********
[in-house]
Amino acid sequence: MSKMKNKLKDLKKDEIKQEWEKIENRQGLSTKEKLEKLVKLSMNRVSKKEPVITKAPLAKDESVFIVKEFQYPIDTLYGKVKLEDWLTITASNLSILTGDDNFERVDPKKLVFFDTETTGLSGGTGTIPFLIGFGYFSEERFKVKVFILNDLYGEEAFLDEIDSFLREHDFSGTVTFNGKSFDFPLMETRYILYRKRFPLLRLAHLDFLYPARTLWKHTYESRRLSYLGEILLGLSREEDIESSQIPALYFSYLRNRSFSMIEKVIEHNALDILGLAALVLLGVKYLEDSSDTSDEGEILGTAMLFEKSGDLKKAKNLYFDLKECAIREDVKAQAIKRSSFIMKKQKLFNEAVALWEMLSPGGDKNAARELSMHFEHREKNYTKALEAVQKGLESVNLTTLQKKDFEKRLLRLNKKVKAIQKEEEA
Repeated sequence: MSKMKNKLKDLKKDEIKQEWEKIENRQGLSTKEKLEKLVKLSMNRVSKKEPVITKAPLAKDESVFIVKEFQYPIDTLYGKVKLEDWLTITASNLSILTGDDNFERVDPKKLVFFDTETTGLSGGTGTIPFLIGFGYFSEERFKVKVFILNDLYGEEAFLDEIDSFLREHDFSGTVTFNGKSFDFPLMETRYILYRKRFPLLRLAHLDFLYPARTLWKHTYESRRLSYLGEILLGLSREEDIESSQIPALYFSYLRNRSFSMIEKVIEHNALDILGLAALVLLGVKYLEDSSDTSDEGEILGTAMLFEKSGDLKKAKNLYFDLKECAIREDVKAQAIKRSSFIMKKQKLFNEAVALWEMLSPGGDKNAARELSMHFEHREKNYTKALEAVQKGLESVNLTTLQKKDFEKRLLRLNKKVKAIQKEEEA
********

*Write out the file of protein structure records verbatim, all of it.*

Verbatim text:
[in-house]
Amino acid sequence: MSKMKNKLKDLKKDEIKQEWEKIENRQGLSTKEKLEKLVKLSMNRVSKKEPVITKAPLAKDESVFIVKEFQYPIDTLYGKVKLEDWLTITASNLSILTGDDNFERVDPKKLVFFDTETTGLSGGTGTIPFLIGFGYFSEERFKVKVFILNDLYGEEAFLDEIDSFLREHDFSGTVTFNGKSFDFPLMETRYILYRKRFPLLRLAHLDFLYPARTLWKHTYESRRLSYLGEILLGLSREEDIESSQIPALYFSYLRNRSFSMIEKVIEHNALDILGLAALVLLGVKYLEDSSDTSDEGEILGTAMLFEKSGDLKKAKNLYFDLKECAIREDVKAQAIKRSSFIMKKQKLFNEAVALWEMLSPGGDKNAARELSMHFEHREKNYTKALEAVQKGLESVNLTTLQKKDFEKRLLRLNKKVKAIQKEEEA
Repeated sequence: MSKMKNKLKDLKKDEIKQEWEKIENRQGLSTKEKLEKLVKLSMNRVSKKEPVITKAPLAKDESVFIVKEFQYPIDTLYGKVKLEDWLTITASNLSILTGDDNFERVDPKKLVFFDTETTGLSGGTGTIPFLIGFGYFSEERFKVKVFILNDLYGEEAFLDEIDSFLREHDFSGTVTFNGKSFDFPLMETRYILYRKRFPLLRLAHLDFLYPARTLWKHTYESRRLSYLGEILLGLSREEDIESSQIPALYFSYLRNRSFSMIEKVIEHNALDILGLAALVLLGVKYLEDSSDTSDEGEILGTAMLFEKSGDLKKAKNLYFDLKECAIREDVKAQAIKRSSFIMKKQKLFNEAVALWEMLSPGGDKNAARELSMHFEHREKNYTKALEAVQKGLESVNLTTLQKKDFEKRLLRLNKKVKAIQKEEEA